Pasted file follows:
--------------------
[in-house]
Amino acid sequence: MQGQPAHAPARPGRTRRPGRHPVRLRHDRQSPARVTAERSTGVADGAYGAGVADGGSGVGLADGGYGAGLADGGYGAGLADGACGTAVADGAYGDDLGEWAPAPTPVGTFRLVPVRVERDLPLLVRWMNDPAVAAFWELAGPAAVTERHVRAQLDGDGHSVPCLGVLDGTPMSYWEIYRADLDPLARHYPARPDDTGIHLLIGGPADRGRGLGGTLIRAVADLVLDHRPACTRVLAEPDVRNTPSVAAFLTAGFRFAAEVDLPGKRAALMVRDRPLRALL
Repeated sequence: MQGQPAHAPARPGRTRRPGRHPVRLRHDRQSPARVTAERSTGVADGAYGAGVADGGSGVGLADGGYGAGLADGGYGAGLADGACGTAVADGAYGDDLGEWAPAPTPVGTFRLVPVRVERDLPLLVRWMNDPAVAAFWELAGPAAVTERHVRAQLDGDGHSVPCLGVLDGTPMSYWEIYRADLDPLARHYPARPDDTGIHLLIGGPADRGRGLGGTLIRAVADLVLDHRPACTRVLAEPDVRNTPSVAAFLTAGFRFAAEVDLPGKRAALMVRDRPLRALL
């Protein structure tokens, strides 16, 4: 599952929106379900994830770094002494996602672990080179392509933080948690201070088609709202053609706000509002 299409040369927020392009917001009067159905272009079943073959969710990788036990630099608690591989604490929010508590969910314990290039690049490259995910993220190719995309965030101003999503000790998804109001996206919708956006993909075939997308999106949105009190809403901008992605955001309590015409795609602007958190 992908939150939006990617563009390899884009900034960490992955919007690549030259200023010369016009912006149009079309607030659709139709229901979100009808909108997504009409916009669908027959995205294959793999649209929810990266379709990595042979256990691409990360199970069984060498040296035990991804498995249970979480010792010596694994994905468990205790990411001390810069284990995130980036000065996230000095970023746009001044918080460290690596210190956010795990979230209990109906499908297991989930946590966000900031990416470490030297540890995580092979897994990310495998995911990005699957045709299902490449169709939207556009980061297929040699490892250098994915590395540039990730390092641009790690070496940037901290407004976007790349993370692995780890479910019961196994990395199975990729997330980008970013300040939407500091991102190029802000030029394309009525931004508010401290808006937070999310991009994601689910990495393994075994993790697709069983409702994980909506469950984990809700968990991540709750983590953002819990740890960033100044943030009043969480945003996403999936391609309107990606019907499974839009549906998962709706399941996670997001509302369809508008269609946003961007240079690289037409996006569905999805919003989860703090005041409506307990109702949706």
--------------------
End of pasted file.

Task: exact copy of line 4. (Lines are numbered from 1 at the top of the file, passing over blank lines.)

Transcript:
């Protein structure tokens, strides 16, 4: 599952929106379900994830770094002494996602672990080179392509933080948690201070088609709202053609706000509002 299409040369927020392009917001009067159905272009079943073959969710990788036990630099608690591989604490929010508590969910314990290039690049490259995910993220190719995309965030101003999503000790998804109001996206919708956006993909075939997308999106949105009190809403901008992605955001309590015409795609602007958190 992908939150939006990617563009390899884009900034960490992955919007690549030259200023010369016009912006149009079309607030659709139709229901979100009808909108997504009409916009669908027959995205294959793999649209929810990266379709990595042979256990691409990360199970069984060498040296035990991804498995249970979480010792010596694994994905468990205790990411001390810069284990995130980036000065996230000095970023746009001044918080460290690596210190956010795990979230209990109906499908297991989930946590966000900031990416470490030297540890995580092979897994990310495998995911990005699957045709299902490449169709939207556009980061297929040699490892250098994915590395540039990730390092641009790690070496940037901290407004976007790349993370692995780890479910019961196994990395199975990729997330980008970013300040939407500091991102190029802000030029394309009525931004508010401290808006937070999310991009994601689910990495393994075994993790697709069983409702994980909506469950984990809700968990991540709750983590953002819990740890960033100044943030009043969480945003996403999936391609309107990606019907499974839009549906998962709706399941996670997001509302369809508008269609946003961007240079690289037409996006569905999805919003989860703090005041409506307990109702949706």